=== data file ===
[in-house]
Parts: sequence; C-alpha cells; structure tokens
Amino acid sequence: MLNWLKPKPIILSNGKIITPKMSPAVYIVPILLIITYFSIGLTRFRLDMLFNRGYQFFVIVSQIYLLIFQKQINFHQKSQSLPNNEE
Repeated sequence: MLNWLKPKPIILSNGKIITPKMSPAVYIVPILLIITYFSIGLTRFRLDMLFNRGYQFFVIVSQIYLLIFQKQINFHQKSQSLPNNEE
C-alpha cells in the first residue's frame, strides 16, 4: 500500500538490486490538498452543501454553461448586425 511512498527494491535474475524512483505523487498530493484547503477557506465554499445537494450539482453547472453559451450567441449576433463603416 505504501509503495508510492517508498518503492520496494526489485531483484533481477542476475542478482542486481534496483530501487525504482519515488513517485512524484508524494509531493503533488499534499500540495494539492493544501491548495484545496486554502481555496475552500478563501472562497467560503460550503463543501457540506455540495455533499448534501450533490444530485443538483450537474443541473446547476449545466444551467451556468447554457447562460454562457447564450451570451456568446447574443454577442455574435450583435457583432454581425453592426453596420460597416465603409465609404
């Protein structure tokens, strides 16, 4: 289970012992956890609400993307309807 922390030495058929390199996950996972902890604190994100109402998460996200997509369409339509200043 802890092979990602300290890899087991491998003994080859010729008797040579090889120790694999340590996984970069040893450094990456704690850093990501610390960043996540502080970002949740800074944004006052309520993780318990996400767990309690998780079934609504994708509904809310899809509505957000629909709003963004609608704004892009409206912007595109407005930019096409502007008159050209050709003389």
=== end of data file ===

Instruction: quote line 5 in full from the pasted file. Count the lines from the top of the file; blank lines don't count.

C-alpha cells in the first residue's frame, strides 16, 4: 500500500538490486490538498452543501454553461448586425 511512498527494491535474475524512483505523487498530493484547503477557506465554499445537494450539482453547472453559451450567441449576433463603416 505504501509503495508510492517508498518503492520496494526489485531483484533481477542476475542478482542486481534496483530501487525504482519515488513517485512524484508524494509531493503533488499534499500540495494539492493544501491548495484545496486554502481555496475552500478563501472562497467560503460550503463543501457540506455540495455533499448534501450533490444530485443538483450537474443541473446547476449545466444551467451556468447554457447562460454562457447564450451570451456568446447574443454577442455574435450583435457583432454581425453592426453596420460597416465603409465609404